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Shares continue to slide on Wall Street pending UK vote on Brexit

Published 15/06/2016

Wall Street is awaiting news from the UK
Wall Street is awaiting news from the UK

The US stock market fell for a fifth straight day on Wednesday as investors set aside the Federal Reserve's interest rate decision and remained focused on next week's vote on whether Britain will remain in the European Union.

The Dow Jones industrial average fell 34.65 points, or 0.2%, to 17,640.17. The Standard & Poor's 500 index fell 3.82 points, or 0.2, to 2,071.50 and the Nasdaq composite fell 8.62 points, or 0.2, to 4,834.93.

As expected, the Federal Reserve's policymakers voted to keep interest rates unchanged at their current level of 0.25% to 0.50%.

In their statement, the Fed said that while US economic activity continues to strengthen, "the pace of improvement in the labour market has slowed", a reference to the April and May job reports that were weaker than anticipated.

"After that May jobs report, I think today's decision was a fait accompli," said Kristina Hooper, head of US investment strategies at Allianz Global Investors, after the decision was announced. "They needed to hit the pause button for June, but I think a July rate hike still remains a distinct possibility."

Bond prices remained high, keeping yields low. The yield on the 10-year US Treasury note fell to 1.58% from 1.61% a day earlier. Bond investors said the uncertainty about the British vote has forced European investors to buy up US government bonds in a search for yield and security, pushing bond yields to their lowest levels in years.

"We are in a rare moment where the highest quality creditor, the United States, is also the creditor with the highest interest rate," said Brandon Swensen, senior portfolio manager and co-head of US fixed income at RBC Global Asset Management.

With the Fed decision revealed, most investors are focused on the other side of the Atlantic. There is grave uncertainty about whether British voters will choose to leave the European Union in a June 23 referendum. Polls show the vote could go either way and investors are starting to worry about the consequences.

A British exit from the EU, which investors have taken to referring to as Brexit, would likely hurt the British economy most and destabilise the rest of Europe. The repercussions, however, are not clear and investors are reacting to the general uncertainty over the situation.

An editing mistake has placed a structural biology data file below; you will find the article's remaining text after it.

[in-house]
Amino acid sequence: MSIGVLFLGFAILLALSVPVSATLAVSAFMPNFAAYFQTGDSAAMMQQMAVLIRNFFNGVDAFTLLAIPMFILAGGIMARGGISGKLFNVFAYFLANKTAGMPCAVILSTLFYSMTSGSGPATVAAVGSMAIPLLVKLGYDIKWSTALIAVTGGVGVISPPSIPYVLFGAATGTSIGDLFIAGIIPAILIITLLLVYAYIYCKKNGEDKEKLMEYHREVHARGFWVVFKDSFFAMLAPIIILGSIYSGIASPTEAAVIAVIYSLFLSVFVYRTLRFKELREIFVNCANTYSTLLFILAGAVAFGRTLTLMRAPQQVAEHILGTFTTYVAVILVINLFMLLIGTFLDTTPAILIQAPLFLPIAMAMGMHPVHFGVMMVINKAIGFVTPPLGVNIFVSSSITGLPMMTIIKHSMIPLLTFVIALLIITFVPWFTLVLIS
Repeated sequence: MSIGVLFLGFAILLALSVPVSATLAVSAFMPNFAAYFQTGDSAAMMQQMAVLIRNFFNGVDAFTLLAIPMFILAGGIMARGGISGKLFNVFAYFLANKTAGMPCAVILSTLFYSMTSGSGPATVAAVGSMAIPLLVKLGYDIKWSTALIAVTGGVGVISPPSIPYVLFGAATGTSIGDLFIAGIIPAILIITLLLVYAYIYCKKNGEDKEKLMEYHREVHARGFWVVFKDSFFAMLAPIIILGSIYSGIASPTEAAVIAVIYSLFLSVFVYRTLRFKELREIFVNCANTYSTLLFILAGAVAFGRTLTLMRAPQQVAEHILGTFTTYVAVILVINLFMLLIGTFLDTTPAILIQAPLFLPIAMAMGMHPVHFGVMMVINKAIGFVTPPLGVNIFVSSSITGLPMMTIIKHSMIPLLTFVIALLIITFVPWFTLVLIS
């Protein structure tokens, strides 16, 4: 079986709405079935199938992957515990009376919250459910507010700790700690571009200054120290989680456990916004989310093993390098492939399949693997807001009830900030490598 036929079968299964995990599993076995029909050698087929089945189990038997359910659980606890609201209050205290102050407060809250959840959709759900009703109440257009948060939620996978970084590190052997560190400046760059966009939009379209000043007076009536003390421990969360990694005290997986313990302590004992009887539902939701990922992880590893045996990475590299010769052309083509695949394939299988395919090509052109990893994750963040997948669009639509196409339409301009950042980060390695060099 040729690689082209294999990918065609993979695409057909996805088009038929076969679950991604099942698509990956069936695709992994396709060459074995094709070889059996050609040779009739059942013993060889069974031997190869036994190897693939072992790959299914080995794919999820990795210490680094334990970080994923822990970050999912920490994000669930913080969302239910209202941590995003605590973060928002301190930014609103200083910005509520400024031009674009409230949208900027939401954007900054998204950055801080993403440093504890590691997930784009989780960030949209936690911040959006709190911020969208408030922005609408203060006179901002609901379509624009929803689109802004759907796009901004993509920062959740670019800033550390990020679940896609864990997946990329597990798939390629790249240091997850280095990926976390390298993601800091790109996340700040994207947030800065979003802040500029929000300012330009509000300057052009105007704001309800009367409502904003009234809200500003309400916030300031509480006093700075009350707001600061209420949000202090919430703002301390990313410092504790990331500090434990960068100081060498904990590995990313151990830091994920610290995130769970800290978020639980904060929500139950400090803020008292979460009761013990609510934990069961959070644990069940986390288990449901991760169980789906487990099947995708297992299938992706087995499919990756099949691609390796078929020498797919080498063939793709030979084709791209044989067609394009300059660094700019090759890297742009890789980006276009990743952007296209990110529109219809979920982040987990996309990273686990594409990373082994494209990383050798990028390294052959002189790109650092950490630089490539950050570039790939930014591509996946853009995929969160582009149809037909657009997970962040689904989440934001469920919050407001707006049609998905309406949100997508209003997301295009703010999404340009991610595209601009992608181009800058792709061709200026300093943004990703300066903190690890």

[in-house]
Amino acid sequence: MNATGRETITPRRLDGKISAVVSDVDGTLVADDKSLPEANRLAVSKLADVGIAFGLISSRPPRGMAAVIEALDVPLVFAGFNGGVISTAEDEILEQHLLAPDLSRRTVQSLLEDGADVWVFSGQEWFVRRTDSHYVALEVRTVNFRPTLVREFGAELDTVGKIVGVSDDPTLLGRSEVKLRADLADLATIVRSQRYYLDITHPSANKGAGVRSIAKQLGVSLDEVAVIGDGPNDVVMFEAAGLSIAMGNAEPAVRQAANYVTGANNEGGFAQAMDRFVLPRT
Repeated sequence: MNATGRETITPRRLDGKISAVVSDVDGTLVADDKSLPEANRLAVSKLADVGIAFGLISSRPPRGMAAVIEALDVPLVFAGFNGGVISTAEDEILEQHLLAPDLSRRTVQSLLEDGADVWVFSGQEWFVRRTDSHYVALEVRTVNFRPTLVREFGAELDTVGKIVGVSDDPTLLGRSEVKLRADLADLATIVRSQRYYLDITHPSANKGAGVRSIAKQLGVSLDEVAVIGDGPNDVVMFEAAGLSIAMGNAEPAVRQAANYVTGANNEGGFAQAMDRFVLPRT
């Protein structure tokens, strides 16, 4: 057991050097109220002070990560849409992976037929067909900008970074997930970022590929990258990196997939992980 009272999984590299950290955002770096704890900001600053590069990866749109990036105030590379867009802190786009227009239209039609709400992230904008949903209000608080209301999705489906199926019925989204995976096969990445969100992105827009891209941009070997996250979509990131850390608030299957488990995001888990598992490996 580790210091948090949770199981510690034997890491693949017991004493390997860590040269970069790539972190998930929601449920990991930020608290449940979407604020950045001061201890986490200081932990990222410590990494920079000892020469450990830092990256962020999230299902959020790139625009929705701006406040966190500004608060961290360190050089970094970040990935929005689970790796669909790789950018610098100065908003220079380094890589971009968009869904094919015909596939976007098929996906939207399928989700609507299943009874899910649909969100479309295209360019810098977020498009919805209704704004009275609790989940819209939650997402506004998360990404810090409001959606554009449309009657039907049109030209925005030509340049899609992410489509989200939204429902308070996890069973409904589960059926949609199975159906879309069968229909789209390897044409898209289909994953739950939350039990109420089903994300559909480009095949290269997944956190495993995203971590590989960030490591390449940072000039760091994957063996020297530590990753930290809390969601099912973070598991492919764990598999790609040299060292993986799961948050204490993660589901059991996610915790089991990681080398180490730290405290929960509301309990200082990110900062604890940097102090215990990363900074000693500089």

During her press conference, the Fed's Janet Yellen said Fed policymakers said the upcoming vote was one of the reasons why the central bank kept interest rates unchanged.

"The potential disruption from (a British exit from the EU) has not loomed as large with investors as it should have. Now that the Fed decision over, the (vote will be all they'll be talking about," Ms Hooper said.

Among individual companies, Whole Foods Market fell 1.62 US dollars, or 5%, to 30.90 US dollars after the Food and Drug Administration said there were "serious violations" at a kitchen in Massachusetts that may have resulted in contaminated food and the grocery chain has not done enough to fix them so far.

Benchmark US crude oil fell 48 cents to close at 48.01 US dollars a barrel in New York. The price has fallen 6.3% over the last five days. Brent crude, used to price international oils, fell 86 cents to close at 48.97 US dollars a barrel in London.

In other energy commodities, wholesale petrol futures fell two cents to 1.50 US dollars a gallon, heating oil closed down two cents to 1.48 US dollars a gallon and natural gas fell one cent to 2.595 US dollars per 1,000 cubic feet.

The dollar rose to 105.98 yen from 105.97 yen. The euro edged up to 1.1268 from 1.1205 US dollars.

Gold prices rose 20 cents to 1,288.30 US dollars an ounce. Silver rose eight cents to 17.50 US dollars an ounce and copper closed up five cents to 2.091 US dollars a pound.

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